At the appropriate time the tax collector would disengage from the conversation and return to his inspection, only to find that the ship was mostly empty. Of course, the authorities became aware of this practice. On one occasion, the authorities from the Crown stopped and boarded, then confiscated John Hancock’s favorite ship, the Liberty, while it was still at sea. They charged John Hancock with several crimes. He hired his close friend and fellow Harvard College alum, John Adams, an attorney, to defend him. John Adams, through shrewd legal motions and arguments, convinced the Judge in Admiralty to listen to his grievance, and the judge decided to postpone the case. The crown must have been afraid that John Adams and John Hancock would prevail at court, and have the burdensome duties declared “unconstitutional.” The Judge never reconvened the case.

John Hancock didn’t have to pay the fine that was threatened to be imposed. The fine which was to be attached, would have taken most of John Hancock’s vast estate. Hancock was never found guilty of the offenses charged against him. But he also never saw his ship, The Liberty, again. The British kept it. Imagine Hancock’s thoughts as he later read the account of the talk given by a fellow patriot from Virginia, Patrick Henry. “Give Me Liberty, or give me death!” John Hancock was a brave man, a wealthy man, and a true patriot.

Thomas Jefferson – What Would He Think of Our Country Now?

July 1st, 2011

It would be interesting to hear what Thomas Jefferson would have to say about his country now, 235 years after he penned his immortal document, The Declaration of Independence. I believe in some ways he would be pleased. In others he would be chagrined and very disappointed.

Tom would be disappointed to see what has become of our political system and electioneering. The backbiting, the half-truths, the promises made just to get elected. Then the broken promises. He experienced some of that when he was President, of course. He was slandered by James Callendar when Jefferson refused to include James as a member of his group of advisers in his cabinet.

Tom would be dismayed at the total size and cost of government now. When he was President, he eliminated the deficit, reduced the cost and burden of government, and did away with many taxes and unneeded government workers. At the same time he doubled the size of the country with the Louisiana Purchase and removed the threat of the Barbary pirates with the new navy.

Tom, the inventor, would love our modern technology. His “laptop” consisted of a portable wooden desk on which he drafted the Declaration of Independence with a quill pen. His only “mouse” was the one who ate his cheese before breakfast. Tom would have to have an IPAD, and IPHONE, and an Apple (computer). He would love to travel by car, train and plane to see his beloved America.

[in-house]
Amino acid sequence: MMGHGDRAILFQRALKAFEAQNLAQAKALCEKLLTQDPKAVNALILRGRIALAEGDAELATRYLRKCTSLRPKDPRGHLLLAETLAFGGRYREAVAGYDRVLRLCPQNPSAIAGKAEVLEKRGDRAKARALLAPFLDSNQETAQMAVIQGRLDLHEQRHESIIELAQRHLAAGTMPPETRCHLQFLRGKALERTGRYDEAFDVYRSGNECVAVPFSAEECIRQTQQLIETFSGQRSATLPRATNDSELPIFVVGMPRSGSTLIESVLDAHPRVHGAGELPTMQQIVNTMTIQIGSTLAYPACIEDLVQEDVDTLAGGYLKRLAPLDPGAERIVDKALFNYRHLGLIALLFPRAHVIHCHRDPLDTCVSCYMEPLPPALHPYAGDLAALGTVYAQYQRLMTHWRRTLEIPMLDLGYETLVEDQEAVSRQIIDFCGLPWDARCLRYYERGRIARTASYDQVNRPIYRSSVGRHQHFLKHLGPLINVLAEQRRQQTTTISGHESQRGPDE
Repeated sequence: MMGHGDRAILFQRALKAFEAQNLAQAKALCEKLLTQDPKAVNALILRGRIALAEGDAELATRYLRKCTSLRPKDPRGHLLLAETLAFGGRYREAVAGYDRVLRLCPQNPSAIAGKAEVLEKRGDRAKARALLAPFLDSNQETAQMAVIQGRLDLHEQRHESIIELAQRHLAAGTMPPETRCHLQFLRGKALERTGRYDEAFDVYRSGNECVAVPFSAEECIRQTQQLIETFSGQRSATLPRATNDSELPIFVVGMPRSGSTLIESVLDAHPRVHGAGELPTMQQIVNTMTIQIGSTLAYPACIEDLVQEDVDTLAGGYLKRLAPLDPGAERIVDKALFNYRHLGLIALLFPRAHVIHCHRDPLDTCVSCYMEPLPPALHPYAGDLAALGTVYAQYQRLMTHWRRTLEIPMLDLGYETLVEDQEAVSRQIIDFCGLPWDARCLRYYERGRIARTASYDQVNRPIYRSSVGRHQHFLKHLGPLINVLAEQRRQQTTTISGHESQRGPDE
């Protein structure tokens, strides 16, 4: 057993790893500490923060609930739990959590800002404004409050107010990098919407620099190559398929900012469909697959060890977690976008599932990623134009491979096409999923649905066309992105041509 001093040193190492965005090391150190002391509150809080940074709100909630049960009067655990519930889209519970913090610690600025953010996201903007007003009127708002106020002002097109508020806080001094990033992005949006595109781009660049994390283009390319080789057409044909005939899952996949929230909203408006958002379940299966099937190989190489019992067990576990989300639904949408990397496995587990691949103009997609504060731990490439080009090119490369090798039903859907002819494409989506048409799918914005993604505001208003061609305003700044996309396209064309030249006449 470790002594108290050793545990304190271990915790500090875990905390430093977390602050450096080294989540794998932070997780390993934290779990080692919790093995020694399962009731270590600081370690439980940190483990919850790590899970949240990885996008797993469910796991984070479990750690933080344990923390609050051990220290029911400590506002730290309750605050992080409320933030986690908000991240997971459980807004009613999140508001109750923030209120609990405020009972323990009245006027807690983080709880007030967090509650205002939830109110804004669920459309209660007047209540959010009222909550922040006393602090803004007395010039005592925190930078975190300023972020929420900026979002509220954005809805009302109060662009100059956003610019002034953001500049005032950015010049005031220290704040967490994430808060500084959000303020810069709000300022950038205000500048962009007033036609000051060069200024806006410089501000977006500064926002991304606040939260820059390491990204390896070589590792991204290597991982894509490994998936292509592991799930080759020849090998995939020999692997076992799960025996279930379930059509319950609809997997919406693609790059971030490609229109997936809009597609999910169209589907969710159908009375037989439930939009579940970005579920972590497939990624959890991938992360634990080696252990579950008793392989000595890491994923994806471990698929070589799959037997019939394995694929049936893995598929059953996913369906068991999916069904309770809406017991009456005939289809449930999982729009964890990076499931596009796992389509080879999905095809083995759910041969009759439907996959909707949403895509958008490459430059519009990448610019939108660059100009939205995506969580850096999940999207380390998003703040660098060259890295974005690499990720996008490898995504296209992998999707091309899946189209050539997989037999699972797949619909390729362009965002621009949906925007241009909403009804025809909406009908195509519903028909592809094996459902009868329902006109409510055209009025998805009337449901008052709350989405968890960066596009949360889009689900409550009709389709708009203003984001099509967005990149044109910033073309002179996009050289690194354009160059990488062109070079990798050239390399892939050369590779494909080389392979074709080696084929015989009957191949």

Tom would be disturbed by how coarse and uncivil our public discourse has become. He believed Americans should always be bettering themselves, culturally, educationally, and civilly. And not debasing themselves with lewd and profane words and situations.

Tom’s three favorite freedoms were the rights of the citizens as described in his Declaration of Independence (have you read it lately?), the freedom of Religion as promoted by his bill in Virginia, and freedom of Education as illustrated by his newly created University of Virginia at Charlottesville. You may recognize these feelings because of what he directed to be engraved on his tombstone. These were the accomplishments for which he wanted to be remembered. These were written on his grave marker when he died on the 50th anniversary of the unanimous acceptance of his Declaration of Independence, July 4, 1826.

George Washington and the Book of Proverbs

August 24th, 2010

As I was teaching an adult Sunday School class about the Old Testament book of Proverbs, it struck me how similar the maxims in that book are to the maxims by which George Washington learned penmanship.

By the way, a proverb is a short popular saying, usually of unknown and ancient origin, that expresses effectively some commonplace truth or useful thought, adage,  or saw.

In 1745 George was tutored by a teacher from France who supervised his practice of penmanship. George transcribed from dictation what were known as the “110 Rules of Civility and Decent Behavior in Company and Conversation” as a method of mastering his proper penmanship. He would hear and write these Rules over and over again.

This improved his penmanship while at the same time instructing him in proper manners and comportment. This repeated exercise made a permanent empression on young George. He was taught how to treat others in social situations  and he learned important moral virtues.

 These rules were so unmistakenly exemplified in George Washington’s life that biographers have regarded them as a formative influence in the development of his character.

Let’s compare just a few of these maxims with some of those contained in the Book of Proverbs as given by King Solomon.

Rule: “Take all admonitions thankfully in what time or place soever given. . .”

Proverb: “Despise not the chastening of the Lord, neither be weary of His correction.” (Proverbs 3:11)

Rule: “Honour & obey your natural parents Altho they be poor.”

Proverb: “Hearken unto thy father that begat thee, and despise not thy mother when she is old.” (Proverbs 23:22.)

Rule: “A man ought not to value himself of his achievements or rare qualities of wit, much less of his riches, virtue or kindred.”

Proverb: “Let another man praise thee, and not thine own mouth; a stranger and not thine own lips.” (Proverbs 27:2.)

And there are several other good comparisons. Maybe we should bring back the methods of learnig character and behavior in the manner that Washington was taught. Perhaps it would do the young good to learn texting by using some of the maxims of the Proverbs.